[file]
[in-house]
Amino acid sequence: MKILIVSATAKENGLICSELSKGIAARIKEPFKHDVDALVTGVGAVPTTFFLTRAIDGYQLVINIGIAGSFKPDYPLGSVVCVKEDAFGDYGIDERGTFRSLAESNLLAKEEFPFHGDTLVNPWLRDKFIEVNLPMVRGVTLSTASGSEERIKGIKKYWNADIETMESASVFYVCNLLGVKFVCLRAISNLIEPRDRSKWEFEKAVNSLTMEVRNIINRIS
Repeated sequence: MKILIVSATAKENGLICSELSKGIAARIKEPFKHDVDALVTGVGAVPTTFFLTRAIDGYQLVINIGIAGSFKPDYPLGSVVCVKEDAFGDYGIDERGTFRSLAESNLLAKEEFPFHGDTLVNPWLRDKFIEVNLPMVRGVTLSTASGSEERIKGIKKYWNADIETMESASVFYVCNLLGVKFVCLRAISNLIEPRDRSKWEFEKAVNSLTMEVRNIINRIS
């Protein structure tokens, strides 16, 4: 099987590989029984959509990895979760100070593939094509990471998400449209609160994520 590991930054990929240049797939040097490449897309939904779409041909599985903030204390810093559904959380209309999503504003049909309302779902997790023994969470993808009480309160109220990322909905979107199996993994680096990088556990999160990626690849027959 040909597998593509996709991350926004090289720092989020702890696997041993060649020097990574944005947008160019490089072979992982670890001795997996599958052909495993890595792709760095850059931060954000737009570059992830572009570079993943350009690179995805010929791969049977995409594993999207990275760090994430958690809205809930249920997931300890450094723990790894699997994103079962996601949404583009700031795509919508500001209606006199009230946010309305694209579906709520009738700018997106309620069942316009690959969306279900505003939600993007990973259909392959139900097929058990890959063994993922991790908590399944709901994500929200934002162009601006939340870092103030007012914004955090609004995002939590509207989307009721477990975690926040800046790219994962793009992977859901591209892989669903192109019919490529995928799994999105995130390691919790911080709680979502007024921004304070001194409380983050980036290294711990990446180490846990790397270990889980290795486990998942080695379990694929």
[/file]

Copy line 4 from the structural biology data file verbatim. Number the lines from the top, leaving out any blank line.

């Protein structure tokens, strides 16, 4: 099987590989029984959509990895979760100070593939094509990471998400449209609160994520 590991930054990929240049797939040097490449897309939904779409041909599985903030204390810093559904959380209309999503504003049909309302779902997790023994969470993808009480309160109220990322909905979107199996993994680096990088556990999160990626690849027959 040909597998593509996709991350926004090289720092989020702890696997041993060649020097990574944005947008160019490089072979992982670890001795997996599958052909495993890595792709760095850059931060954000737009570059992830572009570079993943350009690179995805010929791969049977995409594993999207990275760090994430958690809205809930249920997931300890450094723990790894699997994103079962996601949404583009700031795509919508500001209606006199009230946010309305694209579906709520009738700018997106309620069942316009690959969306279900505003939600993007990973259909392959139900097929058990890959063994993922991790908590399944709901994500929200934002162009601006939340870092103030007012914004955090609004995002939590509207989307009721477990975690926040800046790219994962793009992977859901591209892989669903192109019919490529995928799994999105995130390691919790911080709680979502007024921004304070001194409380983050980036290294711990990446180490846990790397270990889980290795486990998942080695379990694929």